And scatter, like the circling sun,
Thy charities on all.

Thus grave these lessons on thy soul, —
Hope, Faith, and Love, — and thou shalt find
Strength when life's surges rudest roll,
Light when thou else wert blind.

Lightning is shockingly discriminatory

While reading an article, the author alluded to the statistical event as being less likely than being struck by lightning. It got me to thinking about this metaphor we use for something being both unlikely and random. How unlikely and how random? And if not random, why not?

Two documents provided the answers, Struck-by-Lightning Deaths by Nelson Adekoya and Kurt B. Nolte and A Detailed Analysis of Lightning Deaths in the United States from 2006 through 2016 John S. Jensenius, Jr.

It is kind of a fun exercise illustrating that disparities are not necessarily the product of intent, a fact so often ignored in sociology studies. There is a clear disparate impact related to lightning deaths. Taken at face value, lightning is horribly discriminatory overwhelmingly seeking out male victims and especially Hispanic males.

The facts are these:
There about 32 deaths from lightning strike per year.

July is the peak month for lightning strikes.

Hispanics death from lightning at about twice the rate sugested by their representation in the population. African-Americans, on the other hand, die from lightning at half the rate suggested by their population percentage.

Deaths due to lightning strikes - Whites (58%), Hispanics (32%), African Americans (7%), Other (3%).

Males account for 79% of all lightning strike deaths.
Obviously lightning is not discriminatory and it is not discriminating against men and Hispanics.

This serves only as an illustration that disparate results occur for a variety of reasons, usually contextual and independent of intent.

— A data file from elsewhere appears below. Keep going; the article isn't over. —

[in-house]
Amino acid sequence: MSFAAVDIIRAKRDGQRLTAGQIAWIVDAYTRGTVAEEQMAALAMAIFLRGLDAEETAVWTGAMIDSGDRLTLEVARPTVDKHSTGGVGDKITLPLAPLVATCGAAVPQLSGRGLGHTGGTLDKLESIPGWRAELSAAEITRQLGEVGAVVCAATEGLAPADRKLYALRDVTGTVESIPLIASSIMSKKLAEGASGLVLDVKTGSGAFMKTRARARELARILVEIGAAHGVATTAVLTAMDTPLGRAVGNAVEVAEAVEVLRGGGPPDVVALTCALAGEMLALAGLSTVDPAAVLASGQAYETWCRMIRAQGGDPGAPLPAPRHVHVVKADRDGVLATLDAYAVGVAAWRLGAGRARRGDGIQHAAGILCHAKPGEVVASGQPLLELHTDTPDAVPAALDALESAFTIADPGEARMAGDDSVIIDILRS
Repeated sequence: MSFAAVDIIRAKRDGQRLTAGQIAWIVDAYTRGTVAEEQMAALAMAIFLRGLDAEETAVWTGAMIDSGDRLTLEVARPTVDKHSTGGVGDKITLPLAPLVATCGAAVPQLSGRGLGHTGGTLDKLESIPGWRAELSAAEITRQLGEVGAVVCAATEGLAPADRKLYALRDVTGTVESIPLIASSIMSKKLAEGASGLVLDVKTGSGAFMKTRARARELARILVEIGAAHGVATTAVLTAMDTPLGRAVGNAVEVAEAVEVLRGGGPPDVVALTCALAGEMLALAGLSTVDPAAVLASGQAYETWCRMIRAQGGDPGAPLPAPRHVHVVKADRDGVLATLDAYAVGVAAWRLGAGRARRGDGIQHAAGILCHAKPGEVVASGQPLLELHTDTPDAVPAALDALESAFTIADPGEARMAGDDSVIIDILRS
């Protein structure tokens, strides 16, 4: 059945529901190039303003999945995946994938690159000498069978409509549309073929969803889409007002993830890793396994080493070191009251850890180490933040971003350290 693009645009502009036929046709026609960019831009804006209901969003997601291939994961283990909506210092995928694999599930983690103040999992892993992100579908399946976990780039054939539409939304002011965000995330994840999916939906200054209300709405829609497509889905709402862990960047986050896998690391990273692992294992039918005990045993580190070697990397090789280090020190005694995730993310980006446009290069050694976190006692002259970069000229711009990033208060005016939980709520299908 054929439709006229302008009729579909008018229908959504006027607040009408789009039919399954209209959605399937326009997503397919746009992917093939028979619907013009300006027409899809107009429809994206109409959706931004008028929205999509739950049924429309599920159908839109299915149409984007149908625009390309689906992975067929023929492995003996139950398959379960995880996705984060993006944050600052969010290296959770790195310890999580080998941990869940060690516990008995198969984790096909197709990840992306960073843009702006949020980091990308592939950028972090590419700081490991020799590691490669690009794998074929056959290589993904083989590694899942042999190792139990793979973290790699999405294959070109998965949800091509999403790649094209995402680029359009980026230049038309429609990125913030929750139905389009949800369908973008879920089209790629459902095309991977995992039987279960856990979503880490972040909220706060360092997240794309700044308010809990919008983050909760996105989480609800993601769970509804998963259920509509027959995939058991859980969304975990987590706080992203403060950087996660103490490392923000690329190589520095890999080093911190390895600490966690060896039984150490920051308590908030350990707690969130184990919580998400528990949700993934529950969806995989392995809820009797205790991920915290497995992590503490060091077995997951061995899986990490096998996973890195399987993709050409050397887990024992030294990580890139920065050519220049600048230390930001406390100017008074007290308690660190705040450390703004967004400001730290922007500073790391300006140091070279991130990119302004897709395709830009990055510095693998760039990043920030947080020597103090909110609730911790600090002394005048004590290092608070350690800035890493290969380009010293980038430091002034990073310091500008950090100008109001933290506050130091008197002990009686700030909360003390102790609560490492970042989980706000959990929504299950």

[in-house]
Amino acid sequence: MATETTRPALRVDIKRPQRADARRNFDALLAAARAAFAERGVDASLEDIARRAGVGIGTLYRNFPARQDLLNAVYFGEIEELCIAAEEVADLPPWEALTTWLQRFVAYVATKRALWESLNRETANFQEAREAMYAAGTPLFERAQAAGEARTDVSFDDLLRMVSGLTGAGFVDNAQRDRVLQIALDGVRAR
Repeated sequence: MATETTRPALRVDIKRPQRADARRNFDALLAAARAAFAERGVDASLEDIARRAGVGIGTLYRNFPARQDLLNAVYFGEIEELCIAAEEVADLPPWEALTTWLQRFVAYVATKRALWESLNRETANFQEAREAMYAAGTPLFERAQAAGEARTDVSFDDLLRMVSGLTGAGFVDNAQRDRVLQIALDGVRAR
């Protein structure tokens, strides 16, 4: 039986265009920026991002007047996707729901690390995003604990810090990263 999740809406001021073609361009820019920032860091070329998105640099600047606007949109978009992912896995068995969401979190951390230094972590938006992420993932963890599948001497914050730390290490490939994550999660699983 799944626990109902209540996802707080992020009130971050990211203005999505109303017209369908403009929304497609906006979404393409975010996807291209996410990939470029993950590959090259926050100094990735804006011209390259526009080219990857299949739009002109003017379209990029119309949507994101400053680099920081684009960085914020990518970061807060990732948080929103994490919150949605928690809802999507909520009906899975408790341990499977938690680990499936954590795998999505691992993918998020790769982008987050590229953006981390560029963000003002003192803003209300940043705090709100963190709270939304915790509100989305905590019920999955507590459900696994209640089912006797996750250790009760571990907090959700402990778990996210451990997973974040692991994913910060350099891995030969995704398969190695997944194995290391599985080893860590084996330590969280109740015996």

Lightning strike deaths are concentrated in outdoor work and leisure activities such as ranching, roofing, lawn care, construction, fishing, etc. which are heavily dominated by men. Lightning does not seek out male victims. Males simply are more frequently involved in the types of activities where there are lightning strikes.

Train Landscape, 1940 by Eric Ravilious

Train Landscape, 1940 by Eric Ravilious

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Reminds me of the train seats when I first lived in England in the 1960s. A hardwearing, scratchy type of cloth surface which retained smells, especially of smoke. Memorable. There were still antimacassars on many of these old train seats then. It was sensorily rich world.

T. Allen Lawson

Unknown title by T. Allen Lawson

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Thursday, November 16, 2017

Social value of travel time saved is not significantly larger than the costs of traveling at inconvenient times

From The Welfare Effect of Road Congestion Pricing: Experimental Evidence and Equilibrium Implications by Gabriel E. Kreindler. Abstract:
The textbook policy response to traffic externalities is congestion pricing. However, quantifying the welfare consequences of pricing policies requires detailed knowledge of commuter preferences and of the road technology. I study the peak-hour traffic congestion equilibrium using rich travel behavior data and a field experiment grounded in theory. Using a newly developed smartphone app, I collected a panel data set with precise GPS coordinates for over 100,000 commuter trips in Bangalore, India. To identify the key preference parameters in my model – the value of time spent driving and schedule flexibility – I designed and implemented a randomized experiment with two realistic congestion charge policies. The policies penalize peak-hour departure times and driving through a small charged area, respectively. Structural estimates based on the experiment show that commuters exhibit moderate schedule flexibility and high value of time. In a separate analysis of the road technology, I find a moderate and linear effect of traffic volume on travel time. I combine the preference parameters and road technology using policy simulations of the equilibrium optimal congestion charge, which reveal notable travel time benefits, yet negligible welfare gains. Intuitively, the social value of the travel time saved by removing commuters from the peak-hour is not significantly larger than the costs to those commuters of traveling at different, inconvenient times.
As Kreindler indicates, congestion pricing is a standard to over-crowded roads and is entirely compatible with standard economic theory. But as I frequently point out, the world is rife with attractive theoretical solutions that do not deliver in the real world.

There are plenty of methodological concerns about Kreindler's approach so I do not see his evidence as overturning the standard solution but it does raise a warning flag warranting more investigation. Perhaps the standard solution is not so ideal after all.

Amazing Grace by Peter Hollens

Amazing Grace with Peter Hollens and Home Free